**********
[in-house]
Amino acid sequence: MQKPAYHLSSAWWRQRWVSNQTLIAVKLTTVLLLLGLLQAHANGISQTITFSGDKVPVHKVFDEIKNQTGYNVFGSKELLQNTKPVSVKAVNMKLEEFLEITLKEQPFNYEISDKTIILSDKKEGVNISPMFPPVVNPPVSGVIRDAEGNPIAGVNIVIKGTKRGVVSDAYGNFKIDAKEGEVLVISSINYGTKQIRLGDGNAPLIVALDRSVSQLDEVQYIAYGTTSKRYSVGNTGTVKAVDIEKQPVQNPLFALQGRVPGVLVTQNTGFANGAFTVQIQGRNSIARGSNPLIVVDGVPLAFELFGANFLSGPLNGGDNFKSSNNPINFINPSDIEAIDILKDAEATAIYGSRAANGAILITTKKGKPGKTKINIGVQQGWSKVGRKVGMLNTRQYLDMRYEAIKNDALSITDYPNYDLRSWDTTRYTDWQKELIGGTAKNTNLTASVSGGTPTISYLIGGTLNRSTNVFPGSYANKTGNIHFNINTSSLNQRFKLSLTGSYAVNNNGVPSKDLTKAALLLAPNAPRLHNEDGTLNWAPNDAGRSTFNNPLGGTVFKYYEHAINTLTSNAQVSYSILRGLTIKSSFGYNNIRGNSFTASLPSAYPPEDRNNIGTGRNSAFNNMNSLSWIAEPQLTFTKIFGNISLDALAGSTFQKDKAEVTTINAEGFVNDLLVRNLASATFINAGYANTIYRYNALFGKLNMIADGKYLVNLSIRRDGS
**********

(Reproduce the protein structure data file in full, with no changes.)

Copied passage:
[in-house]
Amino acid sequence: MQKPAYHLSSAWWRQRWVSNQTLIAVKLTTVLLLLGLLQAHANGISQTITFSGDKVPVHKVFDEIKNQTGYNVFGSKELLQNTKPVSVKAVNMKLEEFLEITLKEQPFNYEISDKTIILSDKKEGVNISPMFPPVVNPPVSGVIRDAEGNPIAGVNIVIKGTKRGVVSDAYGNFKIDAKEGEVLVISSINYGTKQIRLGDGNAPLIVALDRSVSQLDEVQYIAYGTTSKRYSVGNTGTVKAVDIEKQPVQNPLFALQGRVPGVLVTQNTGFANGAFTVQIQGRNSIARGSNPLIVVDGVPLAFELFGANFLSGPLNGGDNFKSSNNPINFINPSDIEAIDILKDAEATAIYGSRAANGAILITTKKGKPGKTKINIGVQQGWSKVGRKVGMLNTRQYLDMRYEAIKNDALSITDYPNYDLRSWDTTRYTDWQKELIGGTAKNTNLTASVSGGTPTISYLIGGTLNRSTNVFPGSYANKTGNIHFNINTSSLNQRFKLSLTGSYAVNNNGVPSKDLTKAALLLAPNAPRLHNEDGTLNWAPNDAGRSTFNNPLGGTVFKYYEHAINTLTSNAQVSYSILRGLTIKSSFGYNNIRGNSFTASLPSAYPPEDRNNIGTGRNSAFNNMNSLSWIAEPQLTFTKIFGNISLDALAGSTFQKDKAEVTTINAEGFVNDLLVRNLASATFINAGYANTIYRYNALFGKLNMIADGKYLVNLSIRRDGS